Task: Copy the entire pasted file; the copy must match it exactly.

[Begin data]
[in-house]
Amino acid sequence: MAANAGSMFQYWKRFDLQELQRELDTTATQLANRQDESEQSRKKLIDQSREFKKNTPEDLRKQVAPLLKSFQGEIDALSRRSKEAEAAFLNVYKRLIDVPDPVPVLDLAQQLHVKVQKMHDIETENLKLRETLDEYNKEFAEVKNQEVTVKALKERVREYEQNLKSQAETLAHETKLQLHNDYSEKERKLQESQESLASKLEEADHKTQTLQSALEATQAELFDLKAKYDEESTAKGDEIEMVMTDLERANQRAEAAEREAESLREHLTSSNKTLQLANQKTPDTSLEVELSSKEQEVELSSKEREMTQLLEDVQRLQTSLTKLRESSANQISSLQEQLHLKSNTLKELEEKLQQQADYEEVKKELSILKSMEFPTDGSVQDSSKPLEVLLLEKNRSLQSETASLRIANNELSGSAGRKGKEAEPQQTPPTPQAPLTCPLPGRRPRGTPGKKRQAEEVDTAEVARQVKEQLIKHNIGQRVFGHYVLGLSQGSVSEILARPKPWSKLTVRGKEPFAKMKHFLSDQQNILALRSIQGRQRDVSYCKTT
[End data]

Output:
[in-house]
Amino acid sequence: MAANAGSMFQYWKRFDLQELQRELDTTATQLANRQDESEQSRKKLIDQSREFKKNTPEDLRKQVAPLLKSFQGEIDALSRRSKEAEAAFLNVYKRLIDVPDPVPVLDLAQQLHVKVQKMHDIETENLKLRETLDEYNKEFAEVKNQEVTVKALKERVREYEQNLKSQAETLAHETKLQLHNDYSEKERKLQESQESLASKLEEADHKTQTLQSALEATQAELFDLKAKYDEESTAKGDEIEMVMTDLERANQRAEAAEREAESLREHLTSSNKTLQLANQKTPDTSLEVELSSKEQEVELSSKEREMTQLLEDVQRLQTSLTKLRESSANQISSLQEQLHLKSNTLKELEEKLQQQADYEEVKKELSILKSMEFPTDGSVQDSSKPLEVLLLEKNRSLQSETASLRIANNELSGSAGRKGKEAEPQQTPPTPQAPLTCPLPGRRPRGTPGKKRQAEEVDTAEVARQVKEQLIKHNIGQRVFGHYVLGLSQGSVSEILARPKPWSKLTVRGKEPFAKMKHFLSDQQNILALRSIQGRQRDVSYCKTT